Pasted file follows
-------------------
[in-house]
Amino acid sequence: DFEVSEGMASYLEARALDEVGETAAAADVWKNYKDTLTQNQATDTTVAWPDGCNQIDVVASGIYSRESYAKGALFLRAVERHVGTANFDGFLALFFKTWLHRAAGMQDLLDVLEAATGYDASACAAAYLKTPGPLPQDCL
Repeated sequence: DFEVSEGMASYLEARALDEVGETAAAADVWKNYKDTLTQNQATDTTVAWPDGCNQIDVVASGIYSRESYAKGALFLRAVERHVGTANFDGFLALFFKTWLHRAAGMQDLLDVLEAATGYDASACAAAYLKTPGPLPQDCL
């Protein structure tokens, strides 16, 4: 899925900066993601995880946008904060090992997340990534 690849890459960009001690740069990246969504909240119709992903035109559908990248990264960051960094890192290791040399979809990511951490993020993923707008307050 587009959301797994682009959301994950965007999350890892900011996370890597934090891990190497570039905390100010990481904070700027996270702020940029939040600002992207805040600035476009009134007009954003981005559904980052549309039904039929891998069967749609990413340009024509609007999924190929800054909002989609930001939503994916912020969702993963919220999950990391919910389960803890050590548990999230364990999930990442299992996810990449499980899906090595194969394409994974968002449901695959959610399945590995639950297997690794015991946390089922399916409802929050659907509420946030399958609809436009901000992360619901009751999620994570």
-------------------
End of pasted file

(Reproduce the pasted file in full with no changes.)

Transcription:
[in-house]
Amino acid sequence: DFEVSEGMASYLEARALDEVGETAAAADVWKNYKDTLTQNQATDTTVAWPDGCNQIDVVASGIYSRESYAKGALFLRAVERHVGTANFDGFLALFFKTWLHRAAGMQDLLDVLEAATGYDASACAAAYLKTPGPLPQDCL
Repeated sequence: DFEVSEGMASYLEARALDEVGETAAAADVWKNYKDTLTQNQATDTTVAWPDGCNQIDVVASGIYSRESYAKGALFLRAVERHVGTANFDGFLALFFKTWLHRAAGMQDLLDVLEAATGYDASACAAAYLKTPGPLPQDCL
């Protein structure tokens, strides 16, 4: 899925900066993601995880946008904060090992997340990534 690849890459960009001690740069990246969504909240119709992903035109559908990248990264960051960094890192290791040399979809990511951490993020993923707008307050 587009959301797994682009959301994950965007999350890892900011996370890597934090891990190497570039905390100010990481904070700027996270702020940029939040600002992207805040600035476009009134007009954003981005559904980052549309039904039929891998069967749609990413340009024509609007999924190929800054909002989609930001939503994916912020969702993963919220999950990391919910389960803890050590548990999230364990999930990442299992996810990449499980899906090595194969394409994974968002449901695959959610399945590995639950297997690794015991946390089922399916409802929050659907509420946030399958609809436009901000992360619901009751999620994570």